Seasoning CPG

The Compliance Policy Guide (CPG), an explanation of government regulations, states that individual spices, flavorings, and coloring ingredients must be named on a food label only in cases of articles sold as spices, flavorings, or colorings. In other words, if you were to buy a food coloring, the ingredients would have to be listed. But if the food coloring is an ingredient in another food, the specific colorings do not have to be named. In the case of a seasoning mix, spices, colorings, and flavorings may be declared collectively; ingredients other than spices, colorings or flavoring ingredients may not.

  • For an FDA-regulated food, if a seasoning mix contains any ingredients containing wheat protein, the word wheat would be stated on the food label. This means that if a flavoring in the seasoning mix contains protein derived from wheat, the word wheat must be stated on the food label.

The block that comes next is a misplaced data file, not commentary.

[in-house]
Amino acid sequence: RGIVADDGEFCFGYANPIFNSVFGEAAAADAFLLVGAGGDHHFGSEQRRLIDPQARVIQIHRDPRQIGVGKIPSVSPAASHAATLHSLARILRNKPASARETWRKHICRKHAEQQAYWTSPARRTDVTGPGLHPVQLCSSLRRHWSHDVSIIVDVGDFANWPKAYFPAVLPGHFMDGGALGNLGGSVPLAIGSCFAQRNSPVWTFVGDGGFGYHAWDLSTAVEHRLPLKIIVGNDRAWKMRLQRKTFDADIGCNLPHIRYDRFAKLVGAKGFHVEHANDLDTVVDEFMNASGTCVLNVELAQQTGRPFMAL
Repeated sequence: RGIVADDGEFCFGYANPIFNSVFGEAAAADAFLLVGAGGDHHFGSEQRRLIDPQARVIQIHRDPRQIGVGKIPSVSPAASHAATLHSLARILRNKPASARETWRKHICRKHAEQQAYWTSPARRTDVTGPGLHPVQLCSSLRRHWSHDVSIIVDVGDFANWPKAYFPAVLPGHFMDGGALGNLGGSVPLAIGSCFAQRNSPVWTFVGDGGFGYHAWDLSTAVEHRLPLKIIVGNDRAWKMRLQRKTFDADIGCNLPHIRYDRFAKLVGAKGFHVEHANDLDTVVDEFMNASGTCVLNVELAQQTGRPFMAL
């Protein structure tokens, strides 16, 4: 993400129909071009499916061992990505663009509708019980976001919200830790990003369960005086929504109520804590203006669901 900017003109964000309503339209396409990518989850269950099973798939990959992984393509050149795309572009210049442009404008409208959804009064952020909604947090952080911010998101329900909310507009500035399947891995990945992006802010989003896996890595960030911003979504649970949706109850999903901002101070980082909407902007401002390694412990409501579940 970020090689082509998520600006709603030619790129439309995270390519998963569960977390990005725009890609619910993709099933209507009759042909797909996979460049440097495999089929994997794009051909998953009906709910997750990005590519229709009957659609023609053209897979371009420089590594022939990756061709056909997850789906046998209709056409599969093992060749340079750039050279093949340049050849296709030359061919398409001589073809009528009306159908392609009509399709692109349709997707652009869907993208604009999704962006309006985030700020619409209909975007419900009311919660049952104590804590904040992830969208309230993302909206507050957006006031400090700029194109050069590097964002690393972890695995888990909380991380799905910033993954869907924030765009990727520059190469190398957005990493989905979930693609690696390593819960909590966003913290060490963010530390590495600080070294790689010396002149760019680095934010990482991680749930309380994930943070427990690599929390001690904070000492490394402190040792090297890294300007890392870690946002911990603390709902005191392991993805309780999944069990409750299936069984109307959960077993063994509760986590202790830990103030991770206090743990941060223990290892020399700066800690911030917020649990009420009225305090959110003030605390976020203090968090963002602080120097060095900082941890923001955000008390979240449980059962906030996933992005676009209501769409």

• For an FDA-regulated food, if a seasoning mix contains a flavoring, the flavoring could be derived from barley, but if so, it will most likely be listed as malt flavoring on the food label.
  • For a USDA-regulated food, if a seasoning mix contains a flavoring that contains protein from wheat, barley, or rye, these ingredients would be listed on the food label by their common or usual names.
  • Bottom line: If you don't see the words wheat, barley, rye, or malt on the label of a food product containing seasonings, the seasoning most likely does not contain protein derived from these sources.
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